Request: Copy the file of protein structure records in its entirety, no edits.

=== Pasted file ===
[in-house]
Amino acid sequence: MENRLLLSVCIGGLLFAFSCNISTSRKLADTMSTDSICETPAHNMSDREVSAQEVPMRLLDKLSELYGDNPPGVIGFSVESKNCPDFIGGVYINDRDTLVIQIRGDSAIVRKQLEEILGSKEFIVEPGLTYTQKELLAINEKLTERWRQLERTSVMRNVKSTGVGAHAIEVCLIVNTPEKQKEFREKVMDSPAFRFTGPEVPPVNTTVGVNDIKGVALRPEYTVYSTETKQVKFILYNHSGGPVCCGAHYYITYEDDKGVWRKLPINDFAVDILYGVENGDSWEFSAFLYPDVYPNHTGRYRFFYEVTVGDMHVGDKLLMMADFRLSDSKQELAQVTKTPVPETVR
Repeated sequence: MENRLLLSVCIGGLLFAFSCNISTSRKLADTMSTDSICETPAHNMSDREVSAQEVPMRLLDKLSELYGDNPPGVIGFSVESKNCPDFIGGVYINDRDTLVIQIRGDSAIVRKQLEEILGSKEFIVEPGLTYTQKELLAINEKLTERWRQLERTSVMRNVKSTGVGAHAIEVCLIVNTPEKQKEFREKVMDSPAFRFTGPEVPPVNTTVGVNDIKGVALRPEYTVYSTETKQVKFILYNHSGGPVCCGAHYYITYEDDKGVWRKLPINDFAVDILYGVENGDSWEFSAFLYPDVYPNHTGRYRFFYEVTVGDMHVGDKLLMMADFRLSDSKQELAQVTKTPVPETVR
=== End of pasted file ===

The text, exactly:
[in-house]
Amino acid sequence: MENRLLLSVCIGGLLFAFSCNISTSRKLADTMSTDSICETPAHNMSDREVSAQEVPMRLLDKLSELYGDNPPGVIGFSVESKNCPDFIGGVYINDRDTLVIQIRGDSAIVRKQLEEILGSKEFIVEPGLTYTQKELLAINEKLTERWRQLERTSVMRNVKSTGVGAHAIEVCLIVNTPEKQKEFREKVMDSPAFRFTGPEVPPVNTTVGVNDIKGVALRPEYTVYSTETKQVKFILYNHSGGPVCCGAHYYITYEDDKGVWRKLPINDFAVDILYGVENGDSWEFSAFLYPDVYPNHTGRYRFFYEVTVGDMHVGDKLLMMADFRLSDSKQELAQVTKTPVPETVR
Repeated sequence: MENRLLLSVCIGGLLFAFSCNISTSRKLADTMSTDSICETPAHNMSDREVSAQEVPMRLLDKLSELYGDNPPGVIGFSVESKNCPDFIGGVYINDRDTLVIQIRGDSAIVRKQLEEILGSKEFIVEPGLTYTQKELLAINEKLTERWRQLERTSVMRNVKSTGVGAHAIEVCLIVNTPEKQKEFREKVMDSPAFRFTGPEVPPVNTTVGVNDIKGVALRPEYTVYSTETKQVKFILYNHSGGPVCCGAHYYITYEDDKGVWRKLPINDFAVDILYGVENGDSWEFSAFLYPDVYPNHTGRYRFFYEVTVGDMHVGDKLLMMADFRLSDSKQELAQVTKTPVPETVR